Philip Mulama Nyangweso is a professor of agricultural economics and resource management at Moi University and a former chairman of Africa Farm Management Association (AFMA), which brings together academicians, farmers, scientists, researchers, entrepreneurs and technocrats working together to enhance agricultural productivity in Africa. He spoke to Francis Mureithi on how smallholders can commercialise their farms and farm sustainably.
Why is good farm management crucial to smallholders?
The world has become conscious of what comes from the farm and how the farm is utilised to produce food. The focus is on sustainability of agricultural production and food safety. Sustainability requires that we balance issues of productivity, profitability, and environmental care. If we manage our farms sustainably, then we will be able to produce enough food for the growing population.
These are things that are easily done on the farm, including choosing quality seed varieties and breeding stock for livestock, having good storage facilities to avoid post-harvest losses, control of pests and adding value to produce.
All these contribute to overall food production and profits for farmers.
They must work on minimising costs by going for quality but affordable inputs. They must further ensure they operate efficiently by getting cost-effective labour. When looking for markets, they must avoid exploitative brokers. On mechanisation, they should use machines adaptable to small farms.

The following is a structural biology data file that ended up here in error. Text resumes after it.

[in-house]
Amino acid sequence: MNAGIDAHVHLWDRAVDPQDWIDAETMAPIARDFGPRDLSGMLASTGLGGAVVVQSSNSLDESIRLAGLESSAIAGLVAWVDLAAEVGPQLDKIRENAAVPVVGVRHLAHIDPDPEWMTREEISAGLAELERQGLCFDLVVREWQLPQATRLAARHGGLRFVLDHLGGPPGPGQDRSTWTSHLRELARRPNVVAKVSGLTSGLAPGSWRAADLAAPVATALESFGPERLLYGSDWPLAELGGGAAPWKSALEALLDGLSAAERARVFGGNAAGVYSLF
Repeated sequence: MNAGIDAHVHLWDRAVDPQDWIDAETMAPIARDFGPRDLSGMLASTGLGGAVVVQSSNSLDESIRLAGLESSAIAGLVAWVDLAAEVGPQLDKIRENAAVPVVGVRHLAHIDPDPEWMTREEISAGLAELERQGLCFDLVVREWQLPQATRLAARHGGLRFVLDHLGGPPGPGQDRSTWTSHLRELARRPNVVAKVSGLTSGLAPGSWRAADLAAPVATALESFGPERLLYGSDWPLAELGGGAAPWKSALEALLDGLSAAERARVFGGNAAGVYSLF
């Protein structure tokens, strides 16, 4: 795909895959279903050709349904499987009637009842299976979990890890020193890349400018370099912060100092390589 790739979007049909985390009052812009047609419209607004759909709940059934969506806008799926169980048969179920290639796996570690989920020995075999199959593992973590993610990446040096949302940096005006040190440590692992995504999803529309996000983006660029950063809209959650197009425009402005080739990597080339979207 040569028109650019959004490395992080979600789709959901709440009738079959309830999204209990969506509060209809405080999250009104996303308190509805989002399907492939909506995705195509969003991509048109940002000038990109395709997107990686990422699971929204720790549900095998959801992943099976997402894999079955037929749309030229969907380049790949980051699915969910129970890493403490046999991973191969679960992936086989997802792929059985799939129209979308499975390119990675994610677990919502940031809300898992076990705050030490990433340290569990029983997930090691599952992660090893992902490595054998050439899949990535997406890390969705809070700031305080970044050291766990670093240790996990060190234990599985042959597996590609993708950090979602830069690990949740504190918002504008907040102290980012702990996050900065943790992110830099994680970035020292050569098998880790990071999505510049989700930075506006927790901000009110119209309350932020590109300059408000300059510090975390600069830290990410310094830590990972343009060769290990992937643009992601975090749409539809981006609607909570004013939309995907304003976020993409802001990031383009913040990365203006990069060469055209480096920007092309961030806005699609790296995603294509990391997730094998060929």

It brings all stakeholders on board. This is not an association of academicians. They interact and exchange ideas, knowledge, skills and technologies. This cross-breeding of ideas enables farmers to learn and pick skills and technologies that they apply on their farms.
Smallholder farmers must be well-informed and empowered to make the right decisions on where to get farm inputs and buy machines, how to control disease and pests and sell produce.
By applying proper management of soils and using sustainable cultivation practices; those that do not damage the soil and biodiversity. They need to use minimum chemicals and pesticides and conserve environment to reduce the emission of greenhouses.
Smallholder farmers must be empowered. The government must be at the forefront in ensuring that the various stakeholders are aware of the signals that come with climate change. Farmers must know the risks emanating from climate change and how to respond.
This will make it easier for them to address these challenges. We need a policy framework that facilitates smallholder farmers to access knowledge that would help them mitigate effects of climate change.
Farmers should plant crops that are resilient to drought, pests and diseases, and mature early like finger millet and sorghum. They should also plant crops that are resistant to bird attacks and do mixed farming instead of relying on one crop or animal. Keeping of zebus, small animals like goats and sheep which are relatively resistance to drought and diseases helps.
Camels can survive for long periods in dry areas as they withstand tough terrain.KEEP READING